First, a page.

Antimicrobial Consumption and Multidrug Resistant Organisms in Intensive Care Units: Lessons from Saudi Arabia

Antimicrobial Consumption and Multidrug Resistant Organisms in Intensive Care Units: Lessons from Saudi Arabia

Fouad Farouk Jabri (Alfaisal University, Saudi Arabia)
Copyright: © 2015 |Pages: 32
DOI: 10.4018/978-1-4666-8702-8.ch010
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Abstract

Improper antimicrobial use and bacterial resistance can affect an entire community, threaten public health and create economic burdens and ecological consequences on societies. This chapter discusses the importance of counteracting this public health issue. In Saudi Arabia, the appropriate use of antimicrobial agents is of particular concern. The prescribing of broad-spectrum antimicrobials in hospital settings is not highly restricted, and antimicrobials are available over the counters in pharmacies. This unwise use provides a scenario for the emergence of bacterial resistance and subsequent public health concerns. In addition, there is a lack of representative epidemiological research on antimicrobial consumption and quantitative data linking consumption to the incidence of resistance. This chapter illustrates that the implementation and the success of the strategies that monitor and control antimicrobial consumption depend on the availability of information about the extent and patterns of antimicrobial consumption. It demonstrates the potentials and recommendations on obtaining antimicrobial consumption data using defined daily dose as a unit of measurement in Saudi hospital settings.
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Introduction

Bacterial resistance has been a universal public-health concern for decades (Metz-Gercek et al., 2009; Monnet, Molstad, & Cars, 2004). Based on the increasing incidence of bacterial resistance, the insufficient availability of novel and effective antimicrobial agents, and the development of resistance against new agents, physicians will be unable to treat all infections (Bassetti et al., 2000; Gandhi, DePestel, Collins, Nagel, & Washer, 2010; Metz-Gercek et al., 2009; D Plonczynski & K Plonczynski, 2005; What are the consequences of resistance?, 2010). Infections caused by antimicrobial–resistant microorganisms increase morbidity and mortality, length of hospitalization, and cost of health care (Jacoby et al., 2010). Under the title “Combat Drug Resistance,” the World Health Organization (WHO) selected bacterial resistance and its global spread as the theme for World Health Day 2011 (WHO-World Health Day, 2011; World-health-day2011 –brochure, 2011). This public health issue was chosen to stress its significance for good health and wellbeing (WHO-World Health Day, 2011; World-health-day2011 –brochure, 2011). The WHO and the European Commission recommend more research on understanding the development and drivers of bacterial resistance, and note the importance for rational approach to constrain it (Bronzwaer et al., 2002). On World Health Day 2011, the WHO issued a call for action: “WHO will call on everyone: policy-makers and planners, the public and patients, practitioners and prescribers, pharmacists and dispensers, the pharmaceutical industry, to think, act and take responsibility for combating drug resistance (World-health-day2011 –brochure, 2011)” and stated that “No action today, no cure tomorrow (World-health-day2011 –brochure, 2011).”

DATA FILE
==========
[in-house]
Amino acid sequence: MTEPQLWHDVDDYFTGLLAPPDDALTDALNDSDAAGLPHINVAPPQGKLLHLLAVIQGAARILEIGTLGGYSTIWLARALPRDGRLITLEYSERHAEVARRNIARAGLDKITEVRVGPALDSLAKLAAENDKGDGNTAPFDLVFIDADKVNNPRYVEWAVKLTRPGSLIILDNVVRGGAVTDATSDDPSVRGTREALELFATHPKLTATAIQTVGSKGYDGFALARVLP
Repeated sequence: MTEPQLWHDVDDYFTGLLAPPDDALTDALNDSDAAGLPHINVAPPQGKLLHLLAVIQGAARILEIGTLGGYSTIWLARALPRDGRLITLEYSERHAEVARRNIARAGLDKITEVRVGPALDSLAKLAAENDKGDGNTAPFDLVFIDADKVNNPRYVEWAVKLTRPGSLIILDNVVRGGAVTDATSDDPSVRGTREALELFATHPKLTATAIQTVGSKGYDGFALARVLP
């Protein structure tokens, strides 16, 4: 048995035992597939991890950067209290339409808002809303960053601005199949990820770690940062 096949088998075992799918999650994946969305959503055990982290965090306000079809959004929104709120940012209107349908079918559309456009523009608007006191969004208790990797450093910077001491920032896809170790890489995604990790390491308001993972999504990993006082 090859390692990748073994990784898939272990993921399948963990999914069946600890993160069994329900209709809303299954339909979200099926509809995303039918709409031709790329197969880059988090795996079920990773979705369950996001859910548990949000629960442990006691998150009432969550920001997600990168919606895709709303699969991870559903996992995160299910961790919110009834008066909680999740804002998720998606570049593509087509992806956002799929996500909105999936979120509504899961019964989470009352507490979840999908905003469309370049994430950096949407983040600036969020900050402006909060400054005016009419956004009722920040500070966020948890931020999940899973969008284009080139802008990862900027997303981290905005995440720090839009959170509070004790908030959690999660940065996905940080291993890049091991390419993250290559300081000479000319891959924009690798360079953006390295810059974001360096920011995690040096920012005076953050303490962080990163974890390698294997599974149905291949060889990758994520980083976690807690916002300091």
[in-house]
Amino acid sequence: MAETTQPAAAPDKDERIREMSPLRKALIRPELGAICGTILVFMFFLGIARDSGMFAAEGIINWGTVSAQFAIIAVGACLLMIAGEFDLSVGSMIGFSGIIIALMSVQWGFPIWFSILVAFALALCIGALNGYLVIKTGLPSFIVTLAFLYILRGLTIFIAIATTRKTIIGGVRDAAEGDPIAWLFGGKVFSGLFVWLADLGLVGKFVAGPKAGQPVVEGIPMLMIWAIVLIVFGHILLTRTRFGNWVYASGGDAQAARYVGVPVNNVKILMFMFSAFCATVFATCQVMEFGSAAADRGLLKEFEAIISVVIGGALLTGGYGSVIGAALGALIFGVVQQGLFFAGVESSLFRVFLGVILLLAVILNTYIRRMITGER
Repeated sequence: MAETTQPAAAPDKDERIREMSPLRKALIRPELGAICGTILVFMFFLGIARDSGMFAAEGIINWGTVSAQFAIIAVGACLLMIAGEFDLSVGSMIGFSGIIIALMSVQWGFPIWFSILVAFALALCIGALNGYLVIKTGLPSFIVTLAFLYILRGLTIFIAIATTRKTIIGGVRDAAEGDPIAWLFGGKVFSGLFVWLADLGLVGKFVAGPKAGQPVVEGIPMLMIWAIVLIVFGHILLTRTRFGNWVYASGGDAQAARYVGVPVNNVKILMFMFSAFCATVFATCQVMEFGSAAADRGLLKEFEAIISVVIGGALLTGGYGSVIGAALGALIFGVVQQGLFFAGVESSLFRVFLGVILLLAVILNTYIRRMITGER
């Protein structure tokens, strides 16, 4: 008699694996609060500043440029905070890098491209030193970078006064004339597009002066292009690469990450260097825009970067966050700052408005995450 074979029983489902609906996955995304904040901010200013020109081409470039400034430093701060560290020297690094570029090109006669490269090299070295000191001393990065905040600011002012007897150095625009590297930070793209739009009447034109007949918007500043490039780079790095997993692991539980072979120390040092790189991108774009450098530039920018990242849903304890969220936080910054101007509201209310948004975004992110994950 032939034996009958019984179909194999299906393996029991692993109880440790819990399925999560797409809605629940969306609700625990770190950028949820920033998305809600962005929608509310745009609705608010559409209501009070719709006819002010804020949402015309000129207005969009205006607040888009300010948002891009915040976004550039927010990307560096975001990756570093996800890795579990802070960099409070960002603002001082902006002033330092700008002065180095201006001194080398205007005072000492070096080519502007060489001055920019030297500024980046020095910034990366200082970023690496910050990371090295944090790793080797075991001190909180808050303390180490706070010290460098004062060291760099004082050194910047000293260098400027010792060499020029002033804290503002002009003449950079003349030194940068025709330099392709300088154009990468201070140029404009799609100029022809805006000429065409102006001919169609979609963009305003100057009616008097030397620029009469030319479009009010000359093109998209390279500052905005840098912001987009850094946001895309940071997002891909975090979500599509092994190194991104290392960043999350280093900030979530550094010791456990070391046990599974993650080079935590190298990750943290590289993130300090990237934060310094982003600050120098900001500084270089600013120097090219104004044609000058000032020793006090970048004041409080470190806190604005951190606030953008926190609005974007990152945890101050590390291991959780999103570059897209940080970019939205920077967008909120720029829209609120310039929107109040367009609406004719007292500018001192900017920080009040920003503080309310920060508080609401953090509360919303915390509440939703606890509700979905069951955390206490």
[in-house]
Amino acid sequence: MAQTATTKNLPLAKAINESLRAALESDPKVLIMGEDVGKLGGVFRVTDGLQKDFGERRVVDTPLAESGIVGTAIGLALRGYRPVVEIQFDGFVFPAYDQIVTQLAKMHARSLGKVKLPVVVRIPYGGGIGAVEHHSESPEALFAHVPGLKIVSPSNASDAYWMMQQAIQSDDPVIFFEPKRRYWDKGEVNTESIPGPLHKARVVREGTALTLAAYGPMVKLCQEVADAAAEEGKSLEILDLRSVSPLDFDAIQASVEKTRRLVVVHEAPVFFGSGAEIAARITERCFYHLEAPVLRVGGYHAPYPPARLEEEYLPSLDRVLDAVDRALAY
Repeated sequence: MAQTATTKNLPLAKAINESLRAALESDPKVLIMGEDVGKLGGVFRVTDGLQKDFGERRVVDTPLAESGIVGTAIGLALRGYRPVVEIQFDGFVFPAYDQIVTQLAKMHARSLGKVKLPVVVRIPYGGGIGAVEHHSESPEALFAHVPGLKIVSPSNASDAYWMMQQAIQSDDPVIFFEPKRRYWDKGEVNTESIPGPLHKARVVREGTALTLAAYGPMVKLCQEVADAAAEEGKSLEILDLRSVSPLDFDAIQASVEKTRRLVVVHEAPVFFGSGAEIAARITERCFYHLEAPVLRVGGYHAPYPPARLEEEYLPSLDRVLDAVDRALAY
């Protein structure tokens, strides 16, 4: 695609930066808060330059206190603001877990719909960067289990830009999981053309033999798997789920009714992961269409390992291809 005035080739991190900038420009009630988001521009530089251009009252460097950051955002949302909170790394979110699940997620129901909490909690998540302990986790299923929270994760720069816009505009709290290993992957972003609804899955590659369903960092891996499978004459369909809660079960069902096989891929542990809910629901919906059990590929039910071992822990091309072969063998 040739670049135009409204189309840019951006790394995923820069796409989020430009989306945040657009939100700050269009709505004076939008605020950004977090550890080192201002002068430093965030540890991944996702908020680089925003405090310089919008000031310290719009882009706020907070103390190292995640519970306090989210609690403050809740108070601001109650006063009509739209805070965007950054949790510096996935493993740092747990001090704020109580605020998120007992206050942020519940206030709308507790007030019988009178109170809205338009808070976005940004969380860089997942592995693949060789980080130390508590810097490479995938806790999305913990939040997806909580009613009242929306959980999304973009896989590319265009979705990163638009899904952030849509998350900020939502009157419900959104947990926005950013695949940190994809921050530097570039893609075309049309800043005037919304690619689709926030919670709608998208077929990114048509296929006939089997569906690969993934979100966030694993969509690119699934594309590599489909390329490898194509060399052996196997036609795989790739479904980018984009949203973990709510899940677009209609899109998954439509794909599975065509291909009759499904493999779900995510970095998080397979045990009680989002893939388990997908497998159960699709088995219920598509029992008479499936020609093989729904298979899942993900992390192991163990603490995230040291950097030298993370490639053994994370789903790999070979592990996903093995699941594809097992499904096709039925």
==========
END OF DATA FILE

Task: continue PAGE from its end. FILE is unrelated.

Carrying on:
Antimicrobial agents are increasingly used to treat patients (Iosifidis et al., 2008). Today, antimicrobial agents are the most frequently prescribed therapies in hospitals (Rogues et al., 2004). Some studies claim that one-third to one-half of hospitalized patients receive antimicrobial therapy (Erbay, Bodur, Akinci, & Colpan, 2005; Vlahovic-Palcevski, Morovic, Palcevski, & Betica-Radic, 2001). The use of these agents is often inappropriate and because of their liberal prescribing and misuse, they increase the risk of adverse reactions, the need for additional medical attention, and place an unnecessary burden on the hospital pharmacy and other departmental budgets, and also are associated with the increased risk of the emergence of bacterial resistance (Arda et al., 2007). In intensive care units (ICUs), most of the patients are critically ill and are at higher risk than those in general hospital wards of developing and spreading infections, especially healthcare associated infections and infections by multidrug-resistant organisms. Thus antimicrobial agents are prescribed ten times more often in such units, are used by 60- 70% of ICU patients and account for a major part of the ICU drug expenditure (de With et al., 2006; Erbay et al., 2005; Jacoby et al., 2010). Vlahovic-Palcevski et al. (2001) reported that Simmons and Stolley came up with the following two questions: (A) have we reached the point where the enormous use of antibiotics is producing as much harm as good, and (B) are the risks beginning to overweigh the benefits?

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